Pressure will build up in your house (even with the shutters) so get some duct tape and put a nice little X on your windows.
It will help it from breaking and even if it does break, it will be intact. You can clean it off later.
Masking tape will work, but you want it to be really sticky and able to withstand the storm. Don’t use electrical tape or anything like it. Get duct tape.
8.) Secure Everything
Take every single thing that can fly and secure it. You might want to put them in some type of storage or secure them with some nice little 550 cord.
If you have a basketball hoop, take it down.
If you have plants, gather them up and tie them to something.
If you have trash, get rid of it.
You don’t secure your things and you can expect them to be at one of your neighbor’s houses after the storm. It is also really safe, so please secure your stuff.
9.) Get Some Entertainment
This is going to help you big time. Monopoly and a deck of playing cards will take you a long way. Get whatever games you like as they will be used a lot.
There are some of those electronic poker games that you thought you’d never buy, well you’ll probably love them during the typhoon.
Whatever the case may be, you
10.) Kerosene Lamps
Never thought you’d be using one of these aye? Well when it comes to dealing with typhoons, this is going to be another life saver.
Get a couple of these and please don’t forget the kerosene. These lamps have a very long burning life, so you will have light for a couple of hours before you have to add more kerosene.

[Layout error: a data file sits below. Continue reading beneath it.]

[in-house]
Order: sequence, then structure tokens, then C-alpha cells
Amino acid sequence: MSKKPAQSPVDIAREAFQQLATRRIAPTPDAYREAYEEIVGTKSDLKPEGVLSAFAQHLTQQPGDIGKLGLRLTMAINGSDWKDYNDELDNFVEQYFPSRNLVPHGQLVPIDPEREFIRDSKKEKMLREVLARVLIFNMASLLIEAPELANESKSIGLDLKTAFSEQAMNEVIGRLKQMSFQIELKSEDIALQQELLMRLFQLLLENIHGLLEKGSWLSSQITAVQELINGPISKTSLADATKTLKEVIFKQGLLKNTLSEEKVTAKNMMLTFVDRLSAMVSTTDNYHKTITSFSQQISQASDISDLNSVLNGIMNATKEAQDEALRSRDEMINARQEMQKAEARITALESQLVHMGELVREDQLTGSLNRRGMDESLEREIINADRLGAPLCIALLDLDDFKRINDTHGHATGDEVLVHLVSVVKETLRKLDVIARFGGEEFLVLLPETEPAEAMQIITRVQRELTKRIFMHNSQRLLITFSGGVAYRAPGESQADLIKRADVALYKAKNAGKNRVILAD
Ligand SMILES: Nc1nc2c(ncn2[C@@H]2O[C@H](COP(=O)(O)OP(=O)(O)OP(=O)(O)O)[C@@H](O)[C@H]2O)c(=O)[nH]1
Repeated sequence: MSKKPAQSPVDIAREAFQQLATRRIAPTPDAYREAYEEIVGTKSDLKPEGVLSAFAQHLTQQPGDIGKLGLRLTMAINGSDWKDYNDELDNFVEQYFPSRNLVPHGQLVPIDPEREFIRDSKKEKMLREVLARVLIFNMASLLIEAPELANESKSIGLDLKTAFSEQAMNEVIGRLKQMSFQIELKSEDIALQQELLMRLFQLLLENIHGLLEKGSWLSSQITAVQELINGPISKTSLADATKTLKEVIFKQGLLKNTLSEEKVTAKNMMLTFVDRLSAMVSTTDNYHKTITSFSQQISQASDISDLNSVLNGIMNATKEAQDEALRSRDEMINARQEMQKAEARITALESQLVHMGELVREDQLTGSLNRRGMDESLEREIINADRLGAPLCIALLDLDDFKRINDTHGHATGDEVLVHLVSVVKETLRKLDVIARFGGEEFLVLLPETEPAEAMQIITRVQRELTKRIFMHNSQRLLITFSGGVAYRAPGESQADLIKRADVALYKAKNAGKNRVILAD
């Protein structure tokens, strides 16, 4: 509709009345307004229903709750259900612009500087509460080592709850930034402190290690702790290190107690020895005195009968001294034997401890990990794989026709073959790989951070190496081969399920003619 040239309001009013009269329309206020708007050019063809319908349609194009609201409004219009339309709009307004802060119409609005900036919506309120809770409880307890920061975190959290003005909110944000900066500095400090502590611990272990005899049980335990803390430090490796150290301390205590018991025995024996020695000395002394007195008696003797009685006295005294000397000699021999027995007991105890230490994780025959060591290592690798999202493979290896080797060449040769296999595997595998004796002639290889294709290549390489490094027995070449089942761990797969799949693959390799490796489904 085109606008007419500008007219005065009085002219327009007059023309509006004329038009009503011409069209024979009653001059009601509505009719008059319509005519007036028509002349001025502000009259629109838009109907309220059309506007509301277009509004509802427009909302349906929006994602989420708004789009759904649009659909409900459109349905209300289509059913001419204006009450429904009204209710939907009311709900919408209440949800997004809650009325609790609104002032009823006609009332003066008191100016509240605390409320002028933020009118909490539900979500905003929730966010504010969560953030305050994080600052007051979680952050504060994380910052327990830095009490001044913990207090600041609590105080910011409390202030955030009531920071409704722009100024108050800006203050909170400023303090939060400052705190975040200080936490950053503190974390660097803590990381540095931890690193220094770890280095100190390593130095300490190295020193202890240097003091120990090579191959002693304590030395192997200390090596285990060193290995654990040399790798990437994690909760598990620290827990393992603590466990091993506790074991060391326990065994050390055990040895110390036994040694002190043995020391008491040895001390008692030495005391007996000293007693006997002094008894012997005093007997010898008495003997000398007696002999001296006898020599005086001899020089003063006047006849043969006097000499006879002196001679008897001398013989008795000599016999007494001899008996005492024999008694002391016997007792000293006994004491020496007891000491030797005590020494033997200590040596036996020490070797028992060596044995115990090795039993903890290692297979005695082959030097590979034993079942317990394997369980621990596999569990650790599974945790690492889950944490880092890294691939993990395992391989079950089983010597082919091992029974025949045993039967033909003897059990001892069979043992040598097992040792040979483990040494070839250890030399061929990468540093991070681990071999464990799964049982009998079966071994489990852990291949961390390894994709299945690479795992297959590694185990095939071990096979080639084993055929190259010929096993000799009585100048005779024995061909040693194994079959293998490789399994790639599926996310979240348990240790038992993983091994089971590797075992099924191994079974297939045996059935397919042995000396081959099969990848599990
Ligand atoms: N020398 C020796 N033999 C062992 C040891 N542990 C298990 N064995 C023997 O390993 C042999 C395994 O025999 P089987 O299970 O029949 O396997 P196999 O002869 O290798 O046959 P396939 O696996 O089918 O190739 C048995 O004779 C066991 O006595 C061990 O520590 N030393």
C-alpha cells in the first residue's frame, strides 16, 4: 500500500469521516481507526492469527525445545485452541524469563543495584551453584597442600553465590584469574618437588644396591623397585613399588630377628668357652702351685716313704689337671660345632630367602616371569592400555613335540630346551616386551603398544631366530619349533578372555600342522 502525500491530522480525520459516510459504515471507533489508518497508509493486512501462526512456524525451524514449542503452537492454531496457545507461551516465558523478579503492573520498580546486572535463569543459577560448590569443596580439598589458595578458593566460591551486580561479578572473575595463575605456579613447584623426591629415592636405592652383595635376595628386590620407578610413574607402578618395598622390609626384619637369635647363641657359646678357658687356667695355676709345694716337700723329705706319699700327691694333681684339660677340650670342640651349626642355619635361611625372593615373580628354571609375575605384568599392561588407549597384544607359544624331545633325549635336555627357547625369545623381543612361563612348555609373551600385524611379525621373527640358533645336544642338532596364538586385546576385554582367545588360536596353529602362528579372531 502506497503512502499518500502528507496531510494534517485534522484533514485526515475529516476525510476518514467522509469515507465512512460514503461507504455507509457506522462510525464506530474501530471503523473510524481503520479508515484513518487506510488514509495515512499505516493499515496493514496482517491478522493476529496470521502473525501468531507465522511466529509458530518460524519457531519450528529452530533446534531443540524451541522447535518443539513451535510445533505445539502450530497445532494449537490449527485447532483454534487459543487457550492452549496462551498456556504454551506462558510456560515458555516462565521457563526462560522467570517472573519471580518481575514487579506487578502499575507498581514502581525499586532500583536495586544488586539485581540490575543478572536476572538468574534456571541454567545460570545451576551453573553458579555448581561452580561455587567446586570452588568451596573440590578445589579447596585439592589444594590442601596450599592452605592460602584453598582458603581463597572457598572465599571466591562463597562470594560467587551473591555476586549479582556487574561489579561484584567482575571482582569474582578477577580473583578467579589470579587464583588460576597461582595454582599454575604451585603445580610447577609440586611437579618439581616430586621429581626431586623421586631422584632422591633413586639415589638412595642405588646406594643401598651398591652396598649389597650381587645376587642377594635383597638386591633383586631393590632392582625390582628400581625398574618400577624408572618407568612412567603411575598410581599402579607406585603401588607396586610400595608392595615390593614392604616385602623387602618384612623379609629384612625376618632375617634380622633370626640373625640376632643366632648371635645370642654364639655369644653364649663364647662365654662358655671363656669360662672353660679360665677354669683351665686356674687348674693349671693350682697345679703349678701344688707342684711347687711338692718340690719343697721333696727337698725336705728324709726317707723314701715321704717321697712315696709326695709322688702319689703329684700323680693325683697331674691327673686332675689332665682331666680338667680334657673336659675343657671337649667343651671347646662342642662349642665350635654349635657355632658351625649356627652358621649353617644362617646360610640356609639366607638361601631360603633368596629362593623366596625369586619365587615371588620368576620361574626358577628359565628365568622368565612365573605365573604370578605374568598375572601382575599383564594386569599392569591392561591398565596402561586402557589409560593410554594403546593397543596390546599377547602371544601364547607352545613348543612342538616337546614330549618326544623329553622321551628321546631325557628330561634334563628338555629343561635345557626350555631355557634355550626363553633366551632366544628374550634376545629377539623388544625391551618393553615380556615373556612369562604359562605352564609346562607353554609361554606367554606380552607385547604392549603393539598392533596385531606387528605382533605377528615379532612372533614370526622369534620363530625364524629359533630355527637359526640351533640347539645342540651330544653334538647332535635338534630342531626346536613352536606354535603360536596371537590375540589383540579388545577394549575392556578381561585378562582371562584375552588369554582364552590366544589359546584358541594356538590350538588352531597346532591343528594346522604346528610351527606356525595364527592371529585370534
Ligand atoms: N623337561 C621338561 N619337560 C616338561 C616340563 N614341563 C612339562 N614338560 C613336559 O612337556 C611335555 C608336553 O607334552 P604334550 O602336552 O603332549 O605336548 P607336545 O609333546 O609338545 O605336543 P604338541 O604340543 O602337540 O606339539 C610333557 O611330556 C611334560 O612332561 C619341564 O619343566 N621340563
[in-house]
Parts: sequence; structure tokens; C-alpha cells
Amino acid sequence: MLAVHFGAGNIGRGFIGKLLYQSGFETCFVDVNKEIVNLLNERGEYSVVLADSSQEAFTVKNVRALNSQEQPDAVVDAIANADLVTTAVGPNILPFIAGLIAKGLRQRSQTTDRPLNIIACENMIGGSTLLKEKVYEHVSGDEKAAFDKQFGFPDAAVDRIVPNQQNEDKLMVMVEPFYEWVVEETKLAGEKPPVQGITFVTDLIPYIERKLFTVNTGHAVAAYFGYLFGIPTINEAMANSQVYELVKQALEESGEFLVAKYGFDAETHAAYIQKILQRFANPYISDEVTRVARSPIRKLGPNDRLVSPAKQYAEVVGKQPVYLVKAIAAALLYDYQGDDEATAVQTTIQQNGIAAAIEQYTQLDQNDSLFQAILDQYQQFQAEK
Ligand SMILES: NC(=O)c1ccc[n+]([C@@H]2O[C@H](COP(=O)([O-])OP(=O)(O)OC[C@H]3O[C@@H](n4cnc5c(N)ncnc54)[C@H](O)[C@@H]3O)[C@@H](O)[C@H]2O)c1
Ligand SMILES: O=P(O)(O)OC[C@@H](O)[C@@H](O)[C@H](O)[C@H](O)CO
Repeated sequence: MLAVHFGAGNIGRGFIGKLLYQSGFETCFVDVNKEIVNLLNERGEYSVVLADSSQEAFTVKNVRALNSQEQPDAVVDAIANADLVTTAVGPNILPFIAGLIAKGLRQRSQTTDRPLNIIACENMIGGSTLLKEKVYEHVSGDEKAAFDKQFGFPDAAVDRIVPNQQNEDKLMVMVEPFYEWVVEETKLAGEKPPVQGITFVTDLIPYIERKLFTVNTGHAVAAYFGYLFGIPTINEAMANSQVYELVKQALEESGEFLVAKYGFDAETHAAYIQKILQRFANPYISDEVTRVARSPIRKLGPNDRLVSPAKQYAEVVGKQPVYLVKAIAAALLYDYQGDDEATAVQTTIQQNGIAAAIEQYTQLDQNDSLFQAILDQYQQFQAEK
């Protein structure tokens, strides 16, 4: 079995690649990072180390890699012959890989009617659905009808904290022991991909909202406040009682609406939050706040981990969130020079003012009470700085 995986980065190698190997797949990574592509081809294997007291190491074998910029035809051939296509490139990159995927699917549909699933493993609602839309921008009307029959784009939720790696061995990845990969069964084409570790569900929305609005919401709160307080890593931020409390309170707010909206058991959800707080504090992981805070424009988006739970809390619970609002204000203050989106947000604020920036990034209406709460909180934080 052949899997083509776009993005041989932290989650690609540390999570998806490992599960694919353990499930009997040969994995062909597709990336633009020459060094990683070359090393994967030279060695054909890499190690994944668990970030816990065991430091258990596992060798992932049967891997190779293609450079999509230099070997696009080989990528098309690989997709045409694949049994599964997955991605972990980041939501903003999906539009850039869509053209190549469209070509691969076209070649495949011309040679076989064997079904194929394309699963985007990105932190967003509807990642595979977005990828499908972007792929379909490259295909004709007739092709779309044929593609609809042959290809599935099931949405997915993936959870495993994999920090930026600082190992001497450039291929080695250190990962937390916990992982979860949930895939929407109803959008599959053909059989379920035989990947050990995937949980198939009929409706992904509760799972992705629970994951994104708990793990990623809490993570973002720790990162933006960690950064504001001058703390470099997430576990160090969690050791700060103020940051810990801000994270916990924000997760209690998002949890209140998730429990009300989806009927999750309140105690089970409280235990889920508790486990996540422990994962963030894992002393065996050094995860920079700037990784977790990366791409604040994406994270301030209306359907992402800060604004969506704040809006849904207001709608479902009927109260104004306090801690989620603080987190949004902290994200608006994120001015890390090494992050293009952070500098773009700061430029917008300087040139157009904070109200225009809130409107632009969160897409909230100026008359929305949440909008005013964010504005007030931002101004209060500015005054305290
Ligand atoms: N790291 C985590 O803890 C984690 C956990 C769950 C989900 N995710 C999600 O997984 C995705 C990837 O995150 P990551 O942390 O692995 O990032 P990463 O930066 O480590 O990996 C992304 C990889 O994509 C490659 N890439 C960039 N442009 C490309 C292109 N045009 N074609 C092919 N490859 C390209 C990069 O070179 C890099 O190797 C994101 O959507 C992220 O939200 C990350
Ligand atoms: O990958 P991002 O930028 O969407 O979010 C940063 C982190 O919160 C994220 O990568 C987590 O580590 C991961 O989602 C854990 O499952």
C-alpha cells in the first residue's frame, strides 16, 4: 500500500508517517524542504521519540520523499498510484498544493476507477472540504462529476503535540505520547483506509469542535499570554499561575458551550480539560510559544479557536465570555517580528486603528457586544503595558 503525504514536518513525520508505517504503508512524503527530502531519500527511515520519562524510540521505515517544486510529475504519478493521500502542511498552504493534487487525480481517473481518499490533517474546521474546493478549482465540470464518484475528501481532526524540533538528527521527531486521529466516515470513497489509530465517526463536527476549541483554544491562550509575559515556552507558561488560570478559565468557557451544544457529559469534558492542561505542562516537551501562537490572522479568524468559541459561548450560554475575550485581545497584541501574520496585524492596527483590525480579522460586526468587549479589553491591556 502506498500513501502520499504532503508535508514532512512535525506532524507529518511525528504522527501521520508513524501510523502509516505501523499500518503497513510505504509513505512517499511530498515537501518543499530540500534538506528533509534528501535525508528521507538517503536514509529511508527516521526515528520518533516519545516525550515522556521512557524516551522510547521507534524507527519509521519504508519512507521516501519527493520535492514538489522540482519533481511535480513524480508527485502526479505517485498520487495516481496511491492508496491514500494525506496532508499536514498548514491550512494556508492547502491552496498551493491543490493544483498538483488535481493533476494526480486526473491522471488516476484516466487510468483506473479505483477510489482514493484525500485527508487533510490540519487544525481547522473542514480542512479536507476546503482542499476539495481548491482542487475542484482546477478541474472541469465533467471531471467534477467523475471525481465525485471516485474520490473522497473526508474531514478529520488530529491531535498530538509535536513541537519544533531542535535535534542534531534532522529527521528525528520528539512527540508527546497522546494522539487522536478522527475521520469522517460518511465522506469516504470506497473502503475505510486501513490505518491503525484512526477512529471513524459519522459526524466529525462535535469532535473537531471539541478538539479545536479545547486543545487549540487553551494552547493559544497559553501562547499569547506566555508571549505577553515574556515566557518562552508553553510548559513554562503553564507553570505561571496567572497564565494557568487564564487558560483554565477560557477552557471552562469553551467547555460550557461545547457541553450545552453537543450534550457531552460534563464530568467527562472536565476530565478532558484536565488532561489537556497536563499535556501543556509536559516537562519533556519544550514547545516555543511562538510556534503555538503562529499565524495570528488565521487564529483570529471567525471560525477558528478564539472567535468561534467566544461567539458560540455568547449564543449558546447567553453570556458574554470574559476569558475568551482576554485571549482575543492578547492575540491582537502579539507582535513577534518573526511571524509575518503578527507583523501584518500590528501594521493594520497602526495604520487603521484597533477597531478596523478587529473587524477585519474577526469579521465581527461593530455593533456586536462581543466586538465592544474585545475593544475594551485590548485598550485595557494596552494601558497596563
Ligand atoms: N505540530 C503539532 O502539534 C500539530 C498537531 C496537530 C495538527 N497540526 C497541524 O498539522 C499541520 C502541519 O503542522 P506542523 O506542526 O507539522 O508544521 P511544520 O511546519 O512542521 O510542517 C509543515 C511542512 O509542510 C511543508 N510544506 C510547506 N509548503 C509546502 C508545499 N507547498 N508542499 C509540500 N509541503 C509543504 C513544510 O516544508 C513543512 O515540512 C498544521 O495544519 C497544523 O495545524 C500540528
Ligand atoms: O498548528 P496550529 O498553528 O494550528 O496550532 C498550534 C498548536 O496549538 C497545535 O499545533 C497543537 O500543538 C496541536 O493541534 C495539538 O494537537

No batteries needed here so you can save a lot of money just from this alone.
11.) Butane Stove
Perfect for them canned goods. You will need to cook other foods as well and back to not having electricity, this will become a problem.
Portable gas stoves are not expensive at all and I’m sure you’ll
12. Get a Cooler
The minute your fridge goes out, you are going to need to keep some things cool. Then you are going to run out of time and things will need to be cooked almost immediately.
Get yourself a cooler and you can get some ice to hold things just a little bit longer. This can also be done without storms, so this is just another great investment.
These are very important and I don’t know how this thing landed on #13.
Once that power goes out, you are going to either hit panic or turn on a flashlight as this is a very essential item when it comes to surviving a typhoon.
I’m sure you’ll be turning to your smartphone’s flashlight, but even that won’t do you as good as a regular old flashlight will.
I mean, why would you want to waste the last of your phone’s juice to navigate around your house?
Your whole house might not be lit up and you are going to need to find your way around the house.
Remember how I told you to get a bunch of different batteries? This is another item that requires batteries. Stay away from anything that needs electricity because you might not have access to it depending on how strong the winds are.
14.) First Aid Kit
Regardless of whether you’re expecting a typhoon or not, you should always have one. All you need are the basics, so don’t go out there spending on some super expensive and fancy kits.
These things alone will get you through any typhoon, so get these ready to deploy. Typhoons are very tricky and even if they are starting off as tropical storms, they can turn around and slap you in the face.
Even when you think they are long gone, they can again, turn around and slap you in the face.
I hope these tips help you survive a typhoon and hopefully you take every storm seriously.
Do you have anything that helps you in times like this?
I’m sure I left some out but I’ll be updating this post at a later date, so please do add anything else in the comments section below.